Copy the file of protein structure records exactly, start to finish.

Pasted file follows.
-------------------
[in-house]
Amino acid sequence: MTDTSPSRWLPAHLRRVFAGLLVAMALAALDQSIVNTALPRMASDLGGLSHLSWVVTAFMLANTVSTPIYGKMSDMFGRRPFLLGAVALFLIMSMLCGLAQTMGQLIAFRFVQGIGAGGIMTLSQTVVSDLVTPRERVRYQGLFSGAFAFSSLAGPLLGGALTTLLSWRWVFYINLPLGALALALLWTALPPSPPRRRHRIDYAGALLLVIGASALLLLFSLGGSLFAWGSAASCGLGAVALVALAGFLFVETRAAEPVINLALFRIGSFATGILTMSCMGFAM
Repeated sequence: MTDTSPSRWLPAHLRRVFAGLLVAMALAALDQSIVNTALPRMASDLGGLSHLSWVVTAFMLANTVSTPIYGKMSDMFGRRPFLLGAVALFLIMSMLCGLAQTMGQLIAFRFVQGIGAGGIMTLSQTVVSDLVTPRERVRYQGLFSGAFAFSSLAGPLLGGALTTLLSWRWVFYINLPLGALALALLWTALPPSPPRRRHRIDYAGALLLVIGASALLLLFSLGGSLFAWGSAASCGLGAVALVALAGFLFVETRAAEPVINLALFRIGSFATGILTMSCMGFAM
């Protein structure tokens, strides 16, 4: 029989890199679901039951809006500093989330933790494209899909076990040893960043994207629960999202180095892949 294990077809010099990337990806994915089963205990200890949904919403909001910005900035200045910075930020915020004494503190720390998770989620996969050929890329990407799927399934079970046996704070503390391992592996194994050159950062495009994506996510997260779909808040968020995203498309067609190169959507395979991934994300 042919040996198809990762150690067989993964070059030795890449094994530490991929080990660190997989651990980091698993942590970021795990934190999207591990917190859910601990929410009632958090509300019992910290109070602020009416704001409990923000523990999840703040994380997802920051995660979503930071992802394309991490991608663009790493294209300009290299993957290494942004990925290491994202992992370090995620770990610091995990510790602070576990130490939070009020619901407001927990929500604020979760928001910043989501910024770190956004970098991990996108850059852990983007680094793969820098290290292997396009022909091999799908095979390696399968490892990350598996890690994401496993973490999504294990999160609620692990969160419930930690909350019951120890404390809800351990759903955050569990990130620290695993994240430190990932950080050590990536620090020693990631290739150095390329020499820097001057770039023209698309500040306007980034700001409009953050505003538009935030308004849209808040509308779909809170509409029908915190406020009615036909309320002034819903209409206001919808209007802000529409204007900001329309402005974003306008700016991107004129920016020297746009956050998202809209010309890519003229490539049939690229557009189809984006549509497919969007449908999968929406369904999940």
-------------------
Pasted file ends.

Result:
[in-house]
Amino acid sequence: MTDTSPSRWLPAHLRRVFAGLLVAMALAALDQSIVNTALPRMASDLGGLSHLSWVVTAFMLANTVSTPIYGKMSDMFGRRPFLLGAVALFLIMSMLCGLAQTMGQLIAFRFVQGIGAGGIMTLSQTVVSDLVTPRERVRYQGLFSGAFAFSSLAGPLLGGALTTLLSWRWVFYINLPLGALALALLWTALPPSPPRRRHRIDYAGALLLVIGASALLLLFSLGGSLFAWGSAASCGLGAVALVALAGFLFVETRAAEPVINLALFRIGSFATGILTMSCMGFAM
Repeated sequence: MTDTSPSRWLPAHLRRVFAGLLVAMALAALDQSIVNTALPRMASDLGGLSHLSWVVTAFMLANTVSTPIYGKMSDMFGRRPFLLGAVALFLIMSMLCGLAQTMGQLIAFRFVQGIGAGGIMTLSQTVVSDLVTPRERVRYQGLFSGAFAFSSLAGPLLGGALTTLLSWRWVFYINLPLGALALALLWTALPPSPPRRRHRIDYAGALLLVIGASALLLLFSLGGSLFAWGSAASCGLGAVALVALAGFLFVETRAAEPVINLALFRIGSFATGILTMSCMGFAM
């Protein structure tokens, strides 16, 4: 029989890199679901039951809006500093989330933790494209899909076990040893960043994207629960999202180095892949 294990077809010099990337990806994915089963205990200890949904919403909001910005900035200045910075930020915020004494503190720390998770989620996969050929890329990407799927399934079970046996704070503390391992592996194994050159950062495009994506996510997260779909808040968020995203498309067609190169959507395979991934994300 042919040996198809990762150690067989993964070059030795890449094994530490991929080990660190997989651990980091698993942590970021795990934190999207591990917190859910601990929410009632958090509300019992910290109070602020009416704001409990923000523990999840703040994380997802920051995660979503930071992802394309991490991608663009790493294209300009290299993957290494942004990925290491994202992992370090995620770990610091995990510790602070576990130490939070009020619901407001927990929500604020979760928001910043989501910024770190956004970098991990996108850059852990983007680094793969820098290290292997396009022909091999799908095979390696399968490892990350598996890690994401496993973490999504294990999160609620692990969160419930930690909350019951120890404390809800351990759903955050569990990130620290695993994240430190990932950080050590990536620090020693990631290739150095390329020499820097001057770039023209698309500040306007980034700001409009953050505003538009935030308004849209808040509308779909809170509409029908915190406020009615036909309320002034819903209409206001919808209007802000529409204007900001329309402005974003306008700016991107004129920016020297746009956050998202809209010309890519003229490539049939690229557009189809984006549509497919969007449908999968929406369904999940």